Democrats are about to do a 180 on foreign policy. Just you wait.
Partisanship requires a certain level of hypocrisy. Republican Congresses and the conservative media put on their green eyeshades and become budget hawks during Democratic presidencies, then abandon such fiscal principles in favor of big new spending commitments when Republicans are in the White House. We're seeing this play out in real time now: After eight years of railing against President Obama's deficit spending, the GOP Congress seems ready to embrace Donald Trump's big ideas about infrastructure spending.
Democrats have a version of this hypocrisy as well. It's on foreign policy.
Wars launched under Democrats are often lauded by many liberals as great patriotic exercises, vindicating our nation's commitment to human rights. When those same wars are prosecuted by Republicans, they ipso facto lack congressional oversight and authorization, and the connecting lines between U.S. action and the suffering of poor non-white innocents around the globe suddenly reveal themselves to the bleeding hearted.
In less than two weeks, Trump will assume the office of the presidency. He will inherit from Obama a U.S. military engaged in conflicts across the Islamic world. Will Democrats who either cheered or ignored these patriotic exercises of American power suddenly find it in themselves to oppose these wars as racist, imperialist actions of an arrogant unilateral superpower gone rogue?
The sheer scale of U.S. engagements astonishes. The Pentagon recently posted its annual report on U.S. military bombings. In total, the Pentagon claims the U.S. dropped 26,171 bombs in seven countries. Most of them were in Iraq (12,192) and Syria (12,095). Five other Muslim countries were further down the list: Afghanistan (1,337), Libya (496), Yemen (34), Somalia (14), and Pakistan (3). Even this very specific-seeming tally undercounts the reality. Each strike can involve multiple bombs. And this doesn't count the totality of the U.S. role in bombings, such as providing targeting data and refueling plans in Saudi Arabia's war in Yemen.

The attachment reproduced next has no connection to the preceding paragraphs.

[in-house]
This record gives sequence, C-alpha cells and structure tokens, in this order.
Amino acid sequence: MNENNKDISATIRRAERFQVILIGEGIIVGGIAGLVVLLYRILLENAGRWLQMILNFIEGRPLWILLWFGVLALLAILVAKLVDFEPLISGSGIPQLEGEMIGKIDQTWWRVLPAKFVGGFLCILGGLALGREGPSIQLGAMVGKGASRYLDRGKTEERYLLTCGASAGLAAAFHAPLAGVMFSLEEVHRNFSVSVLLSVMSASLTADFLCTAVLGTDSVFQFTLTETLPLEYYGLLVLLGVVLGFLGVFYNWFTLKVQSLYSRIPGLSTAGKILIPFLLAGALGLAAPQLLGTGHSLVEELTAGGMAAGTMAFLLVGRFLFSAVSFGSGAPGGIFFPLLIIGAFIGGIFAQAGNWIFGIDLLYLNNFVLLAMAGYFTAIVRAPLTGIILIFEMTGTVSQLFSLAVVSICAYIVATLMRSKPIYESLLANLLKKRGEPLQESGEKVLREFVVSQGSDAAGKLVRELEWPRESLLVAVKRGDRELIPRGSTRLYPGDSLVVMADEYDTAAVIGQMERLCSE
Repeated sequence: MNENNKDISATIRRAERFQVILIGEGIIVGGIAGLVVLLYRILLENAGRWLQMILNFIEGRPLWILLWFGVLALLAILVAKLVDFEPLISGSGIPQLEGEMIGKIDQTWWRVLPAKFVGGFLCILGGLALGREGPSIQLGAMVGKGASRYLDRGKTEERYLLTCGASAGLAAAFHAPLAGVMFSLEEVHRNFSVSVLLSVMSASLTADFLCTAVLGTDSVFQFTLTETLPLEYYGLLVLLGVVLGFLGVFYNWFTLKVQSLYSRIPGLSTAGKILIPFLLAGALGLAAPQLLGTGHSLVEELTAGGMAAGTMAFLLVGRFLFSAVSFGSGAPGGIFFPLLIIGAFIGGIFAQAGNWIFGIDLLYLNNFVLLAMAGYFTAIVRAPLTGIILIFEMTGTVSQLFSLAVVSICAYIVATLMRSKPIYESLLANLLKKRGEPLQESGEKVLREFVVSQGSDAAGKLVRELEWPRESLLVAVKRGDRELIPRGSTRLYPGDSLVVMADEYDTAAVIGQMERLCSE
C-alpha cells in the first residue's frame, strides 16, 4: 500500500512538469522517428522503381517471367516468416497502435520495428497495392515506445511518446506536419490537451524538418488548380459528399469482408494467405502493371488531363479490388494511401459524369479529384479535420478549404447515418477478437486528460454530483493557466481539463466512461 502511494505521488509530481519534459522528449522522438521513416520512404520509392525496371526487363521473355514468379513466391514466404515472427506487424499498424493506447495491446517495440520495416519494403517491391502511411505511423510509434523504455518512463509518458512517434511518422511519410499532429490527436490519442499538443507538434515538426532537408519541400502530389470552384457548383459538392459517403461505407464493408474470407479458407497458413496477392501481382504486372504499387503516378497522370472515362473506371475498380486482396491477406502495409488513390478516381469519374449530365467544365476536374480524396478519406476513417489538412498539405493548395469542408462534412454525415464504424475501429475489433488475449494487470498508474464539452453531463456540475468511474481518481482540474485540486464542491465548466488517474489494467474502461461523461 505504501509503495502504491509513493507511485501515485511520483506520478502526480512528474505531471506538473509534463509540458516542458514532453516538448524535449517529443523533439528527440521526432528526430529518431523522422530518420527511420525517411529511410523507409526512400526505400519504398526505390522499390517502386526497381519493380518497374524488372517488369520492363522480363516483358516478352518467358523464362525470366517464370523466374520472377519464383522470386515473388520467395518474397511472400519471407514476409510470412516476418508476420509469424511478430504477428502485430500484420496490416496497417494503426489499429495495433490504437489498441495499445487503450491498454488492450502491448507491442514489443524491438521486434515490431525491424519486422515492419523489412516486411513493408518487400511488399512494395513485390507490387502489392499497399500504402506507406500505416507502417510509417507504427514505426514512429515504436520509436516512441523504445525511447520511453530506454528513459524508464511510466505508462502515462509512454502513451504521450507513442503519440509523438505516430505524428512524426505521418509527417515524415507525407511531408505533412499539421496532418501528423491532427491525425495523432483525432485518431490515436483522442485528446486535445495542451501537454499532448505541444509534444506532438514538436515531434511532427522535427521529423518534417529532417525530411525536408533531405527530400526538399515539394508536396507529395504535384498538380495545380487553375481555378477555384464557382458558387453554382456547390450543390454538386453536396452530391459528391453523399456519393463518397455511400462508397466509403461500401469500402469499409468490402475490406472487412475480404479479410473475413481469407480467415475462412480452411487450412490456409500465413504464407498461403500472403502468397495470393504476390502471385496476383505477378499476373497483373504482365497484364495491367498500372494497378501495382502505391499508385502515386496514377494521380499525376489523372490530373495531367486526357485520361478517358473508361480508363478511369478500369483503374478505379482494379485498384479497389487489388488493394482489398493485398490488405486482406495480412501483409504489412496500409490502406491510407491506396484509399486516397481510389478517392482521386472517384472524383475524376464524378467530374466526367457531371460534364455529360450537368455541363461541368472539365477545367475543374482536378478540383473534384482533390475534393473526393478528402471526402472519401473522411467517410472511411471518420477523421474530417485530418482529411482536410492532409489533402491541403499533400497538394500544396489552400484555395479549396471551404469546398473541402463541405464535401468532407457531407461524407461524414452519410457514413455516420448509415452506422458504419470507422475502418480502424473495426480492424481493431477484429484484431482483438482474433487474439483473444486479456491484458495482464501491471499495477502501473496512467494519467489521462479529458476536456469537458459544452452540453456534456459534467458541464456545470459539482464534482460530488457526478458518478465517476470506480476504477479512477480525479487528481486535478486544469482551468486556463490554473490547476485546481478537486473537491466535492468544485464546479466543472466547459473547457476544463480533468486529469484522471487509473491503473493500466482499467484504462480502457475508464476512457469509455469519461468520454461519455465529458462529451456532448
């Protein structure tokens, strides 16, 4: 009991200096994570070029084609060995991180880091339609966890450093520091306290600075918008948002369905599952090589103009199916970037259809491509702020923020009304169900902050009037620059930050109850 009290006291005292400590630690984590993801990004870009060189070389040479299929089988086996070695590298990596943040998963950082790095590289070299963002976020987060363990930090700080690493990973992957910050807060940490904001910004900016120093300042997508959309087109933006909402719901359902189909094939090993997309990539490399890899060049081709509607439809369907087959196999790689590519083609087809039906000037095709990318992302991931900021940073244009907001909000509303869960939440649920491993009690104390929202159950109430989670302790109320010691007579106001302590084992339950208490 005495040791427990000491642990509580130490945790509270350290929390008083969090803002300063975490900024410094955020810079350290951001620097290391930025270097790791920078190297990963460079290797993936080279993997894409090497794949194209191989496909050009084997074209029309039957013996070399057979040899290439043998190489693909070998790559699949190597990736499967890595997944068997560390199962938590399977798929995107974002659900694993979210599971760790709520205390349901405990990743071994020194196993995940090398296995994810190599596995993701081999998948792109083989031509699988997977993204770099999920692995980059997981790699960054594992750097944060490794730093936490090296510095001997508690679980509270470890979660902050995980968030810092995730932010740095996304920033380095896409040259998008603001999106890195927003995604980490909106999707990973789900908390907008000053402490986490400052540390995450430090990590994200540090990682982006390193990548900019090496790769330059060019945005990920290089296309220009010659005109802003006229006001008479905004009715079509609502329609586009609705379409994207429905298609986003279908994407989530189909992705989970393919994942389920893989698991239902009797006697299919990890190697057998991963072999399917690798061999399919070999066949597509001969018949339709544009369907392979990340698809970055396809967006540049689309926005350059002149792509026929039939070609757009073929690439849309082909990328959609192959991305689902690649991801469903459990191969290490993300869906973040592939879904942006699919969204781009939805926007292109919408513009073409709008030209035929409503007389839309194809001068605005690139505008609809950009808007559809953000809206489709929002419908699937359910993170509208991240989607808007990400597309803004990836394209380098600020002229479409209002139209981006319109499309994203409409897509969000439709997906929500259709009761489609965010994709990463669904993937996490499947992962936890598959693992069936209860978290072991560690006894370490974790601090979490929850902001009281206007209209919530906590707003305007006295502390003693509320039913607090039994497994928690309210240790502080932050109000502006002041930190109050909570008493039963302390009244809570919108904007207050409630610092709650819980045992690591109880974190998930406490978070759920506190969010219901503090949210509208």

By themselves, the numbers are an indictment of Obama's foreign policy. Eight years ago he campaigned against the “distraction” of the Iraq War, and on finishing the job in Afghanistan. His presidency began with a scheduled drawdown of American forces in Iraq and a "surge" in Afghanistan. But, faced with ISIS outrages and an Iraqi government on life support, Obama dramatically increased American air power there. While he embraced that distraction, Afghanistan got no better. The U.S. surge reclaimed more territory from the Taliban, but as the Obama surge faded, the Taliban surged in return.
Obama will avoid some of the judgment of history by passing these endless, festering conflicts onto his successor. Trump will have the unenviable choice of ending them in humiliation, passing the results on to triumphant and opportunist rivals, or trying a version of George W. Bush's and Obama's "surge to withdraw with a scrap of dignity" strategies. Any and every alteration to the current policy will surely stir up Democratic partisans to attack Trump, either as a pathetic weakling withdrawing America from the world as Russia surges, or as a warmongering megalomaniac.
But lo and behold: The great, fake partisan drama of Washington, D.C., occasionally draws in a man who hasn't entirely severed the attachment between his mouth and his principles.
If Democrats do find themselves drifting toward dovishness, they could do worse than turning on a microphone beneath the mouth of Democratic Sen. Chris Murphy, who managed to criticize American foreign policy even when Obama was running it, and even when the conflicts were obscure to the American public. In an interview in August, Murphy told CNN's Jake Tapper, "If you talk to Yemenis, they will tell you, this is not perceived to be a Saudi bombing campaign. This is perceived to be a U.S. bombing campaign. What's happening is that we are helping to radicalize the Yemeni population against the United States." The Connecticut senator also noted that this intervention was "another example of a war being conducted by this administration without prior approval by Congress and therefore by the American public."
If we are to have one bit of consolation in the Trump era, it is this: At least for a moment, different set of truths can now be uttered about our government.